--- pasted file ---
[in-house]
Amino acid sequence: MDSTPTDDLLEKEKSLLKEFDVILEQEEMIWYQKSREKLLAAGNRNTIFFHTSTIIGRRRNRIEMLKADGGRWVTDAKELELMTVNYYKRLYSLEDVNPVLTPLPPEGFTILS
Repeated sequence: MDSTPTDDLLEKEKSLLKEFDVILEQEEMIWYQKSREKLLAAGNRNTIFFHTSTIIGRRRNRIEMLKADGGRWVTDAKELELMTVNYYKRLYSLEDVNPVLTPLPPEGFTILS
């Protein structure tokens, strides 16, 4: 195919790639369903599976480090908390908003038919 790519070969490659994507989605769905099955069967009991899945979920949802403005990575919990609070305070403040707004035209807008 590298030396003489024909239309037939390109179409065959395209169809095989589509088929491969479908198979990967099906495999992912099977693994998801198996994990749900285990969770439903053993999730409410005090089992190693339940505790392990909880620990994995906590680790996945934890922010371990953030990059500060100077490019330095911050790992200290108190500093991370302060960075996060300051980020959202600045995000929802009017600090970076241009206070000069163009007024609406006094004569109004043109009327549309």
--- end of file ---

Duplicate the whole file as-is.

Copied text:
[in-house]
Amino acid sequence: MDSTPTDDLLEKEKSLLKEFDVILEQEEMIWYQKSREKLLAAGNRNTIFFHTSTIIGRRRNRIEMLKADGGRWVTDAKELELMTVNYYKRLYSLEDVNPVLTPLPPEGFTILS
Repeated sequence: MDSTPTDDLLEKEKSLLKEFDVILEQEEMIWYQKSREKLLAAGNRNTIFFHTSTIIGRRRNRIEMLKADGGRWVTDAKELELMTVNYYKRLYSLEDVNPVLTPLPPEGFTILS
């Protein structure tokens, strides 16, 4: 195919790639369903599976480090908390908003038919 790519070969490659994507989605769905099955069967009991899945979920949802403005990575919990609070305070403040707004035209807008 590298030396003489024909239309037939390109179409065959395209169809095989589509088929491969479908198979990967099906495999992912099977693994998801198996994990749900285990969770439903053993999730409410005090089992190693339940505790392990909880620990994995906590680790996945934890922010371990953030990059500060100077490019330095911050790992200290108190500093991370302060960075996060300051980020959202600045995000929802009017600090970076241009206070000069163009007024609406006094004569109004043109009327549309």